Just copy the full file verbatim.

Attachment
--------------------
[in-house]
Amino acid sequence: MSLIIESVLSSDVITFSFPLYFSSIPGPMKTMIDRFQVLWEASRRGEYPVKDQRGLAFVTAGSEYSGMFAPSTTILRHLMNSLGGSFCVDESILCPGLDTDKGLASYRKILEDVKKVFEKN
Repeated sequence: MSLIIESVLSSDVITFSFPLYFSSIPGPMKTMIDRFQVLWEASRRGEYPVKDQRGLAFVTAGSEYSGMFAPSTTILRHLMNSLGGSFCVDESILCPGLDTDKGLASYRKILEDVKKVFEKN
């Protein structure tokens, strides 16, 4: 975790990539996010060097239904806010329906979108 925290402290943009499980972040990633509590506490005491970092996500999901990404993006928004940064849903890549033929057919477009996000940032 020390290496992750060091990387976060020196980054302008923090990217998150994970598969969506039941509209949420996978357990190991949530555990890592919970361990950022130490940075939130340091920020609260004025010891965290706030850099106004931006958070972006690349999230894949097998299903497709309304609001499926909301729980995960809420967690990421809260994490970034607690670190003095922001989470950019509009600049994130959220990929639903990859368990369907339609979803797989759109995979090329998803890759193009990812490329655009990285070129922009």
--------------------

[in-house]
Amino acid sequence: MSLIIESVLSSDVITFSFPLYFSSIPGPMKTMIDRFQVLWEASRRGEYPVKDQRGLAFVTAGSEYSGMFAPSTTILRHLMNSLGGSFCVDESILCPGLDTDKGLASYRKILEDVKKVFEKN
Repeated sequence: MSLIIESVLSSDVITFSFPLYFSSIPGPMKTMIDRFQVLWEASRRGEYPVKDQRGLAFVTAGSEYSGMFAPSTTILRHLMNSLGGSFCVDESILCPGLDTDKGLASYRKILEDVKKVFEKN
């Protein structure tokens, strides 16, 4: 975790990539996010060097239904806010329906979108 925290402290943009499980972040990633509590506490005491970092996500999901990404993006928004940064849903890549033929057919477009996000940032 020390290496992750060091990387976060020196980054302008923090990217998150994970598969969506039941509209949420996978357990190991949530555990890592919970361990950022130490940075939130340091920020609260004025010891965290706030850099106004931006958070972006690349999230894949097998299903497709309304609001499926909301729980995960809420967690990421809260994490970034607690670190003095922001989470950019509009600049994130959220990929639903990859368990369907339609979803797989759109995979090329998803890759193009990812490329655009990285070129922009």